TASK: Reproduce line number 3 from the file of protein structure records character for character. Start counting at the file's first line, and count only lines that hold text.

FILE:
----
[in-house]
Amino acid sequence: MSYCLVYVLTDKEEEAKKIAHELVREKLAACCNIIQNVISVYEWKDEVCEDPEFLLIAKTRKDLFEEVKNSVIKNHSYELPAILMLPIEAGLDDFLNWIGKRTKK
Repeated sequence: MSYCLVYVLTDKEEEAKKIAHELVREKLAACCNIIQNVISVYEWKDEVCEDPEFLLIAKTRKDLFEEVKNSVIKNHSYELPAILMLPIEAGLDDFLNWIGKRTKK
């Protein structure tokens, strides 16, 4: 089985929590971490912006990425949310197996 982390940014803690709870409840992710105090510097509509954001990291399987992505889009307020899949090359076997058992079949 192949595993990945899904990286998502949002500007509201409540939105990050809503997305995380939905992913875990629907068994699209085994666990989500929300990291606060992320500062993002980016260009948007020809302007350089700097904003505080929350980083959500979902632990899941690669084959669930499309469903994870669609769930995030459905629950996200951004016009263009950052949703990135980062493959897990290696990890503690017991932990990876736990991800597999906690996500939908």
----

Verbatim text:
Repeated sequence: MSYCLVYVLTDKEEEAKKIAHELVREKLAACCNIIQNVISVYEWKDEVCEDPEFLLIAKTRKDLFEEVKNSVIKNHSYELPAILMLPIEAGLDDFLNWIGKRTKK